Friday, October 6, 2017

CFP: Arguing for the Rule of Law

[We have the following announcement.]  Call for Papers: Arguing for the Rule of Law: Using the Hebrew Bible and Caricatures of Foreigners in British and Spanish America.  Friday, October 26, 2018.  Newberry Library, Chicago.  Deadline for Applications: November 8, 2017.

This is a call for papers in anticipation of a one-day conference to be organized by Jorge Cañizares-Esguerra (University of Texas) and Richard Ross (University of Illinois) through the Symposium on Comparative Early Modern Legal History.  The conference, to be held at the Newberry Library in Chicago on Friday, October 26, 2018, is entitled, “Arguing for the Rule of Law: Using the Hebrew Bible and Caricatures of Foreigners in British and Spanish America.”  It will address the following topic: How did settlers, imperial officials, indigenous peoples, and Africans in the New World seek to demonstrate, or disprove, that a polity respected the rule of law?  (The phrase “rule of law” is modern; but the core of the idea is not).  Colonial rule invited accusations of arbitrary government and systematic lawlessness.  This conference will focus on two common techniques used to assess whether a polity respected the supremacy of law.  First, controversialists asked whether governance accorded with God’s expectations of justice as laid out in Scripture, particularly the Hebrew Bible.  Second, caricatures of other societies could be held up to make one’s own appear lawful and just, or the reverse.  British American settlers applauded the civility of their law by reference to the presumed barbarism of the Irish and Amerindians.  They saw liberty in their exploitive legal order by opposing it to the supposed absolutism of the Spanish and French empires.  Spanish settlers justified their rule and derecho by contrasting them to the law of indigenous polities and of their New World rivals.  The conference will bring together historians, law professors, and social scientists to think about the complex debates about the rule of law in the English and Iberian Atlantic.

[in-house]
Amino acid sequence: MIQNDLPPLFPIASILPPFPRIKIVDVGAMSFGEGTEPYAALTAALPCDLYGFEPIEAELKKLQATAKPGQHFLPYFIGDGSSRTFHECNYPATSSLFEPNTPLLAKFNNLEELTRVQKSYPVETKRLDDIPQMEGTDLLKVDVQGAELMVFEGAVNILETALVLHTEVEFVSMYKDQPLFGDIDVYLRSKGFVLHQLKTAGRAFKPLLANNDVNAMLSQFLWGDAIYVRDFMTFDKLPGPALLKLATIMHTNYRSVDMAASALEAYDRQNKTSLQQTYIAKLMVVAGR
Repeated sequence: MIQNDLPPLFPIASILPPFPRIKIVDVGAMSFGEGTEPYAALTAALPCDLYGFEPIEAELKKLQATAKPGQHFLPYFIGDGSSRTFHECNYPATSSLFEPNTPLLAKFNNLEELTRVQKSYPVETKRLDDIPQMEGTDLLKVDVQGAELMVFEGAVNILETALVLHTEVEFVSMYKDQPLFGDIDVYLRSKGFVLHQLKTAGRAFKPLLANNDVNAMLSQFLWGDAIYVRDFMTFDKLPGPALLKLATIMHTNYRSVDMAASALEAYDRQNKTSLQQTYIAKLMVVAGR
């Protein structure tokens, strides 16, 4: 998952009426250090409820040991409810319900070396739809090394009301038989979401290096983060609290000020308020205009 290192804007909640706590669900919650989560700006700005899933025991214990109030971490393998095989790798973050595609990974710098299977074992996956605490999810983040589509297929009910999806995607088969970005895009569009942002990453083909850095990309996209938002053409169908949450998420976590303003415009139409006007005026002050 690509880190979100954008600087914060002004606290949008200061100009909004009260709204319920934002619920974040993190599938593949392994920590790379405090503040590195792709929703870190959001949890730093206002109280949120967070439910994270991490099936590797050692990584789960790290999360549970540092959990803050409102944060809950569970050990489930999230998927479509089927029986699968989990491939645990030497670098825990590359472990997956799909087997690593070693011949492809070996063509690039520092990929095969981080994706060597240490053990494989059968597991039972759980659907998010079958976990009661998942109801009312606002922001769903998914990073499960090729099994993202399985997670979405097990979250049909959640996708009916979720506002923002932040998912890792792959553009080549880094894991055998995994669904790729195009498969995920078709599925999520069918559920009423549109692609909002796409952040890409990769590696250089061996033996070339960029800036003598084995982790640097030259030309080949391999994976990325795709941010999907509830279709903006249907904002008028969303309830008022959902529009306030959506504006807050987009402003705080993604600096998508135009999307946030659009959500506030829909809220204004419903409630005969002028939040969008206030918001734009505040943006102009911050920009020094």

Interested presenters should submit an abstract of between 200 and 500 words and a c.v. by November 8, 2017.  Please send submissions and inquiries to Richard Ross [rjross@illinois.edu]; 217-244-7890.  No previously published work will be accepted. Applicants will be notified by email shortly after the submission deadline.  Accepted participants will be required to submit a full paper of no more than 10,000 words by the end of September 2018. Papers will be pre-circulated and read by all participants.  The conference will pay for travel and hotel expense.

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